The Torah teaches that in Egypt, the Children of Israel were unable to hear Moshe's comforting and optimistic words because of Kotzer Ruach, which literally means ‘shortness of breath.’ Rebbe Nachman teaches that this indicated a lack of faith in Moshe. Faith is related to the sefira of Keter, crown. Rav Yitzchak Ginsburgh teaches that each of the sefirot is associated with a different part of the human body. The respiratory system is associated with Keter.
 
Strengthening our basic emuna is invaluable in increasing our level of Simcha and in strengthening the lungs. I once heard Rav Yaakov Meir Schechter say that Simcha and joy are about emuna and inner peace, about being calm and tranquil.
 
Breathing in is about receiving from Hashem His decision, made every second, that we are necessary in His scheme of life. Breathing out, we give over to Him whatever life force we have, doing His will. We surrender to His Divine Providence. Then we breathe in again, allowing the strength He has just blessed us with to enliven our world. We exhale all worries and toxic thoughts. The inhale takes in Torah; the exhale reaffirms our desire to transform what we’ve learned into action. We can inhale the love of Hashem, and direct our minds and awareness to send this love through our exhale to another person. The inhale is Torah She'Bichtav, the written Torah; the exhale Torah She b’Al Peh, the oral tradition.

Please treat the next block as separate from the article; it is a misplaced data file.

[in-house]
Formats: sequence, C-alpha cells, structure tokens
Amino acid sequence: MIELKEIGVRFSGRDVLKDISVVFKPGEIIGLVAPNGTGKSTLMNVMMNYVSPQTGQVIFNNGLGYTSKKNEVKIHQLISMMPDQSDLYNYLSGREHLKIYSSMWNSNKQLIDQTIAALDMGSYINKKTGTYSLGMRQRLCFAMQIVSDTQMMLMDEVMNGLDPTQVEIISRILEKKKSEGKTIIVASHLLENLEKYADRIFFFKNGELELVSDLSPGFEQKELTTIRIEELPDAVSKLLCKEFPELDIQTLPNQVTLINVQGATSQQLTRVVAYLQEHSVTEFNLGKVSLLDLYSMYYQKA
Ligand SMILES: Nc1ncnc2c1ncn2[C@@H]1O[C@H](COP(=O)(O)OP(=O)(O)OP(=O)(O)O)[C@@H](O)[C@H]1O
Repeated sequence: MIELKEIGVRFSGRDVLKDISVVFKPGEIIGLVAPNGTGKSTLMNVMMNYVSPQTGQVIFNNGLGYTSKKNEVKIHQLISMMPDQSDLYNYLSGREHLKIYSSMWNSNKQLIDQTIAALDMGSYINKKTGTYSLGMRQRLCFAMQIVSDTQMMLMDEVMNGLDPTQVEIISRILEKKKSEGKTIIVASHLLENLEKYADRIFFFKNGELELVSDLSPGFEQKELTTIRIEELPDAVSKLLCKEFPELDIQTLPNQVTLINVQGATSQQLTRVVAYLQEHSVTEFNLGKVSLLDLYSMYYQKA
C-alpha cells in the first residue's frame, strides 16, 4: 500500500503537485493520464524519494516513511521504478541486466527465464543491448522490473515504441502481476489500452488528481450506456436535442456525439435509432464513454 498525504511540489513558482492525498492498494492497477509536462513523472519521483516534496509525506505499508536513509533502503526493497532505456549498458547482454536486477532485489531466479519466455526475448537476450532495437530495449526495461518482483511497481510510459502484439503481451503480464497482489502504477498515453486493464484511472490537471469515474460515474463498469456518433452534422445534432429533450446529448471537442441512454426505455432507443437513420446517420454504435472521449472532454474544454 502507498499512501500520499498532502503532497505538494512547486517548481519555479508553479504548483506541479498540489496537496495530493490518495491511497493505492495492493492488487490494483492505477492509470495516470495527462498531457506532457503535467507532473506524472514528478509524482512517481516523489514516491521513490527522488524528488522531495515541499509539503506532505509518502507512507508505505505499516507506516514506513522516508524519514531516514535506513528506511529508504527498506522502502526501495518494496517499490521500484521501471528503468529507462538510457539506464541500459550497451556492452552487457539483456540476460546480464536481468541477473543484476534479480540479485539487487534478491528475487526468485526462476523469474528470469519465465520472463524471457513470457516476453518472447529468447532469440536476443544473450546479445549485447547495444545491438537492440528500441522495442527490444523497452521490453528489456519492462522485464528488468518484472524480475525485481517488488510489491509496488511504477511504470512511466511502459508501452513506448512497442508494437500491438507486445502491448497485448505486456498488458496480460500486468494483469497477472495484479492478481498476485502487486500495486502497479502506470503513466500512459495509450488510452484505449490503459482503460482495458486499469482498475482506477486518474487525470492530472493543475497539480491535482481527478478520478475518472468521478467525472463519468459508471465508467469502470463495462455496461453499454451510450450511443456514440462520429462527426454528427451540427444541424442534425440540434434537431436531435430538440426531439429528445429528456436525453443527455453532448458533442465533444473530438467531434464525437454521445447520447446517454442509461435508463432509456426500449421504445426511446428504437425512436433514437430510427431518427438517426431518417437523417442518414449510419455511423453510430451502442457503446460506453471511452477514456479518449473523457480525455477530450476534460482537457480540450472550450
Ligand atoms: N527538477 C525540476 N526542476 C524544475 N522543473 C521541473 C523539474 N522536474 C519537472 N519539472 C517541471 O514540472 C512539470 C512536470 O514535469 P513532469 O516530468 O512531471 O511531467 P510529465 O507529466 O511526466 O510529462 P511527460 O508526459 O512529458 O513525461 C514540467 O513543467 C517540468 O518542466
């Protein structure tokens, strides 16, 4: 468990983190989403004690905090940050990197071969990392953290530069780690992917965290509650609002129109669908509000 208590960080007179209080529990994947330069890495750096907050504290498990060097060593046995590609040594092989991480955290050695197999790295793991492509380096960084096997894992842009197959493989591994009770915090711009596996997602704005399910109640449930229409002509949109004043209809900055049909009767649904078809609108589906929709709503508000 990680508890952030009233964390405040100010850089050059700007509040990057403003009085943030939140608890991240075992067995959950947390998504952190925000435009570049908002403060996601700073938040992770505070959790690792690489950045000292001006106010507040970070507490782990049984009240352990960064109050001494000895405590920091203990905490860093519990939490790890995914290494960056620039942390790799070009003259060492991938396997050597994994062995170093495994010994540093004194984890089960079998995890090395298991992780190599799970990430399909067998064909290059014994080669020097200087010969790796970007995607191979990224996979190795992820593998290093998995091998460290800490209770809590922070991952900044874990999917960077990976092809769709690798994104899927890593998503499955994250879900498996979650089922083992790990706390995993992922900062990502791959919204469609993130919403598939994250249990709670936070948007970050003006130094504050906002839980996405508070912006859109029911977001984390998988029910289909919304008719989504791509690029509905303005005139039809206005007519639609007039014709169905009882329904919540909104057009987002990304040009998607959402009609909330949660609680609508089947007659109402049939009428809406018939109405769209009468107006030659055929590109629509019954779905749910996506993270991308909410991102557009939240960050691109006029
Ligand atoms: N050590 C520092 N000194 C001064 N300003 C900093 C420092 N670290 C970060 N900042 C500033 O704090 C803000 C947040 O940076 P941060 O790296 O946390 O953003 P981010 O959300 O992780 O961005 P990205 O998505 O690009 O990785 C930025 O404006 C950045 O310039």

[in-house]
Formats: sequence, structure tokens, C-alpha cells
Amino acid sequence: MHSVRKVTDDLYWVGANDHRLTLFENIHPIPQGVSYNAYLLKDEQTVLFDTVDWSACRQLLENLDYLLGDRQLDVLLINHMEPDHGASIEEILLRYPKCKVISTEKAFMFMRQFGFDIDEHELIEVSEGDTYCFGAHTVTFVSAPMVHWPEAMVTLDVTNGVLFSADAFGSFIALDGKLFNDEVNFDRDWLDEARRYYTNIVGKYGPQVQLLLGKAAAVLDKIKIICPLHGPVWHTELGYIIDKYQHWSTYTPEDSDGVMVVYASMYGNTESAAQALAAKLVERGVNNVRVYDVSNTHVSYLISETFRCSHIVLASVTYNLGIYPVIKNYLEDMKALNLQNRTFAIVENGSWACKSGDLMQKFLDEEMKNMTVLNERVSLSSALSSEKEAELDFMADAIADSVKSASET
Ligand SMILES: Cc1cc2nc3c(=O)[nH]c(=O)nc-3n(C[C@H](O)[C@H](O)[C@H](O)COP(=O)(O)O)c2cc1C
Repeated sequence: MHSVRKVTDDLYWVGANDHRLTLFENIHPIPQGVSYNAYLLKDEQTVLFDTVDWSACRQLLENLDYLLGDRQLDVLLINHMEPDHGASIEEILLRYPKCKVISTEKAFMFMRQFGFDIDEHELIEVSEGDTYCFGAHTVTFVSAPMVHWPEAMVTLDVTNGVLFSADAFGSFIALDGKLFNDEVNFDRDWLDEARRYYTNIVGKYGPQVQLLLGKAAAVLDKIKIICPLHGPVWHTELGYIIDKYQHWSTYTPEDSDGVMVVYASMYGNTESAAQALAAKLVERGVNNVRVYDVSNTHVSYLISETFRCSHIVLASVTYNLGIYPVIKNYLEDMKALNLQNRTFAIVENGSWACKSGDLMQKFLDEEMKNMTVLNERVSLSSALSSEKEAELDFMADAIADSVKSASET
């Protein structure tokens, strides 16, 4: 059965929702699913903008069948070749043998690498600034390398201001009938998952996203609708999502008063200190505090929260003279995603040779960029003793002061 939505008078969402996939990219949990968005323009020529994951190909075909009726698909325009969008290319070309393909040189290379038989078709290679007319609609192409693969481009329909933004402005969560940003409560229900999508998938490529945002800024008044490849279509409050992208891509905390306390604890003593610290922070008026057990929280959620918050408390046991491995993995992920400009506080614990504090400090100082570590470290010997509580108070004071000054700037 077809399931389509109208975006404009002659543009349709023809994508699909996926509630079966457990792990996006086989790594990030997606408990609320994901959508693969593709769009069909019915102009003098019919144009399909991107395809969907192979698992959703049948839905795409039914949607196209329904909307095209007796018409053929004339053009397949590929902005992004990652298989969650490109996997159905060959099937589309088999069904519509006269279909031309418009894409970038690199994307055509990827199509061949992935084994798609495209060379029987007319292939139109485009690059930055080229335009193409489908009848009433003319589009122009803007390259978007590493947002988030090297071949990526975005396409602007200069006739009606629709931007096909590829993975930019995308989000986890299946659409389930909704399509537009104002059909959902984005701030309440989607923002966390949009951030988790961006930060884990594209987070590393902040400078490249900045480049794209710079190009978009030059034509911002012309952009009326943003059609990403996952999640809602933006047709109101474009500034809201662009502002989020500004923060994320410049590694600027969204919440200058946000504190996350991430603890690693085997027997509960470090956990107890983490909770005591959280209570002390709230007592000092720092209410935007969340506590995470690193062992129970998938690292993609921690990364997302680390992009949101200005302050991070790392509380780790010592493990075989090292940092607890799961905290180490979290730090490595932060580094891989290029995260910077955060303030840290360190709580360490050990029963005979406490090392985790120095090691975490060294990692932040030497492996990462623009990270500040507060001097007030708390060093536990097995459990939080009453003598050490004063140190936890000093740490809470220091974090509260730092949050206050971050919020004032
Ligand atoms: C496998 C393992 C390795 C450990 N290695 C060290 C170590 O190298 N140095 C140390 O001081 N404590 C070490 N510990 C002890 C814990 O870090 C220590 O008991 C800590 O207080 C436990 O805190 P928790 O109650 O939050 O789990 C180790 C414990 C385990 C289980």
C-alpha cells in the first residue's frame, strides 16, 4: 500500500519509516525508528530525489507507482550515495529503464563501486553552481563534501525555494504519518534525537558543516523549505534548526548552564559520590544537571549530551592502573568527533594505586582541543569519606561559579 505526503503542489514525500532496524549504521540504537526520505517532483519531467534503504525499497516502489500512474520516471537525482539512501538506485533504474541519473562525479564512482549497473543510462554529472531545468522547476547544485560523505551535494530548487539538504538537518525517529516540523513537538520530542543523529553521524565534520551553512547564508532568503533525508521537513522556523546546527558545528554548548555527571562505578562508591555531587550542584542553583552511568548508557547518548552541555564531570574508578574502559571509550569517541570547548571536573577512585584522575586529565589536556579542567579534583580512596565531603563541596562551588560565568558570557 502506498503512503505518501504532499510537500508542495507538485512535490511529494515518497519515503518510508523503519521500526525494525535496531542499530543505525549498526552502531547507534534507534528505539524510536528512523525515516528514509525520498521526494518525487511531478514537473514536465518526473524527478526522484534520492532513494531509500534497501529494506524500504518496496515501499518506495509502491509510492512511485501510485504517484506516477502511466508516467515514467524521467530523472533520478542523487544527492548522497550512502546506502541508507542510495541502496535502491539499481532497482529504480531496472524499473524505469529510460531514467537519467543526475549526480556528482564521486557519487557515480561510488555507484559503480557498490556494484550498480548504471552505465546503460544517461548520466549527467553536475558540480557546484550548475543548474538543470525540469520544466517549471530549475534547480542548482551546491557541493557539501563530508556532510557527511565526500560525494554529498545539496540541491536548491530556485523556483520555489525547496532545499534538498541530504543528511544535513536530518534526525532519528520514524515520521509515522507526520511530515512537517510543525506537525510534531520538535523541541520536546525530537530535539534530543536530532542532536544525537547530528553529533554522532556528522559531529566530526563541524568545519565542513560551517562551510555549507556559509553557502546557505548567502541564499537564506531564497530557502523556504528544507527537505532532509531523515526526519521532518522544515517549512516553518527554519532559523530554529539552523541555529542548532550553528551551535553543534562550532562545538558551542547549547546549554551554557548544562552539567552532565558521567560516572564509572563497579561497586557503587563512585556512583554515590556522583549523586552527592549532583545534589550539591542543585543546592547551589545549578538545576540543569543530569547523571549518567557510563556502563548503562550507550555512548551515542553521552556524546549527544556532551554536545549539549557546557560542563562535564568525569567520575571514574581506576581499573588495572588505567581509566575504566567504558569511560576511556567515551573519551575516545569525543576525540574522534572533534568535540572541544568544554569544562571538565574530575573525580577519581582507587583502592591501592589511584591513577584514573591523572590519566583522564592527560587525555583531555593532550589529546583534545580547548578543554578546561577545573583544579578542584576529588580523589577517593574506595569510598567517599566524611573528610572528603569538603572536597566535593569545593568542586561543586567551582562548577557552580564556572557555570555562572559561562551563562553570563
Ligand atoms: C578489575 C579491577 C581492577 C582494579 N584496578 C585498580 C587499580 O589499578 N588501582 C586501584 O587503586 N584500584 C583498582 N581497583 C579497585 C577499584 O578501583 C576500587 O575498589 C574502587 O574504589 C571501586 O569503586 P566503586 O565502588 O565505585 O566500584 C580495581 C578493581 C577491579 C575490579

These meditations, passed down through the years from such Kabbalists as Rabbi Avraham Abulafia and made available by Rav Aryeh Kaplan, have always been part of Jewish living. Neglected for many hundreds of years, these practices are being remembered and restored to a respected place within the system of healing through Torah that must emerge in these pre-Moshiach times. We can meditate on any one of these as we go through our day. A quiet moment on the bus or doing chores can be transformed into a breathing meditation, and can uplift body and soul.
 
Rebbe Nachman teaches that the lungs represent the leaders of the Jewish nation who are the heart of the world. As the lungs protect and regulate the heart, so our leaders were supposed to lead and regulate life in a healthy way. Ruach Apeinu Mashiach Hashem -- our very breath, the ultimate leader, Moshiach Tzidkeinu, will come soon and clear and clean the air of the world and of our lives. Then our hearts will beat again. We will be able to feel the pulse of true love and awe. We will recognize each other. We will forgive each other. We can even begin that work now. The light of Moshiach's eminent arrival has been here for a while now, and is there for the asking.
 
 
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More of Rebbetzin Silber's beautiful Torah can be found at www.Kolrena.org